A new website to promote the coordination and development of programs for American black men and boys was launched this week.
The Black Male Achievement website, www.bmafunders.org, offers an interactive map showing which nonprofits and philanthropies across the country are involved in what programs and where.
It provides an “Outcomes Toolkit’’ that points users to key indicators that can measure the impact of their work. It also offers state-by-state, and sometimes county-by-county, data on poverty and other indicators of well-being. Plus, there are links to other websites focusing on black men and boys.
The project was launched by the New York-based Foundation Center and the Open Society Foundations, founded by investor and philanthropist George Soros. The Open Society Foundations has invested $50 million in black male achievement over the past five years.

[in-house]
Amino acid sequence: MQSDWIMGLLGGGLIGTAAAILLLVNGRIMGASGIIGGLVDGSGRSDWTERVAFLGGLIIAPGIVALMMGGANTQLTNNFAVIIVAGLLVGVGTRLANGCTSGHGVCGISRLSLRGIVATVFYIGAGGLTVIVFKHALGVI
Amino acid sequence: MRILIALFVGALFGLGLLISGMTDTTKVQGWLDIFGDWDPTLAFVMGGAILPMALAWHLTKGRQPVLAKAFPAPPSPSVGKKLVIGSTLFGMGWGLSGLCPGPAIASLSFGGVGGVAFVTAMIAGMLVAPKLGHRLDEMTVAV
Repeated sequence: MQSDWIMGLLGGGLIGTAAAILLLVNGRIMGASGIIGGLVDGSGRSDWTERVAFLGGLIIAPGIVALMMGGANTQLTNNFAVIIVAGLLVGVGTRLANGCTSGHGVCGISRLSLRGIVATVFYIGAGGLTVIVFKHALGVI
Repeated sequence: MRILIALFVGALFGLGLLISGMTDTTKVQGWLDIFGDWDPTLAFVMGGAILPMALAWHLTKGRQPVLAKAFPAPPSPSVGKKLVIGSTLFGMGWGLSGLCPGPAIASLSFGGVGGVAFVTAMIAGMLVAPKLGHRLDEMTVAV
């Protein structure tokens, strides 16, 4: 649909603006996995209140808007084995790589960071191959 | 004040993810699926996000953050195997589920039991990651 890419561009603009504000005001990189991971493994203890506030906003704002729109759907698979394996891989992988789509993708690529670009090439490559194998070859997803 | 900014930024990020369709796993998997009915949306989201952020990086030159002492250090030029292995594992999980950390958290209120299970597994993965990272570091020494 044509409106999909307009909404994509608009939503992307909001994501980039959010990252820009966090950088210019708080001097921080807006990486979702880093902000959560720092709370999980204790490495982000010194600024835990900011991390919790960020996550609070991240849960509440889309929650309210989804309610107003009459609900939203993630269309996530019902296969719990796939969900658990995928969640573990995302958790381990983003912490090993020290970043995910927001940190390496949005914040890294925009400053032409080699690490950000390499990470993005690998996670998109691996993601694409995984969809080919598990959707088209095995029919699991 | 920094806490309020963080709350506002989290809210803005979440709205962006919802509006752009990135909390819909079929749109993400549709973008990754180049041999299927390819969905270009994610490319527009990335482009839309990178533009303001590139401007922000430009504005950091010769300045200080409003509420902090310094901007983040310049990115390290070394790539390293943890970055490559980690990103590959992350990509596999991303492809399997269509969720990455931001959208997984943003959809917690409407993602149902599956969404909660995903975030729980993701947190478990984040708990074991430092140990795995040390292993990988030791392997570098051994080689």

“We hope that putting the data out there facilitates coordination among funders and their nonprofit partners,’’ said Seema Shah, the Foundation Center research director who oversaw its recent report on philanthropy for black men and boys.
“We hope that folks can learn what their peers are doing,’’ said Shah, “and can identify potential collaborators.’’
The data track grants explicitly targeting black men and boys, said Shah, not broader grants that also help them. Funding focused on black men and boys has risen from $22 million in 2008 to nearly $29 million in 2010, she said. Education received 40 percent of the funds.
The narrow focus stems from growing concerns over black males’ educational, financial and social achievement. For example, 47 percent of black male students in the U.S. graduate from high school compared to 78 of white male students, the foundation center reports. Median hourly wage for black men is $14.90; for white men it’s $20.84.
To tackle these issues, the website will share the nation’s best practices. Said Shah: “There are many opportunities for foundations to become engaged.’’
Jean Hopfensperger 612 673-4511
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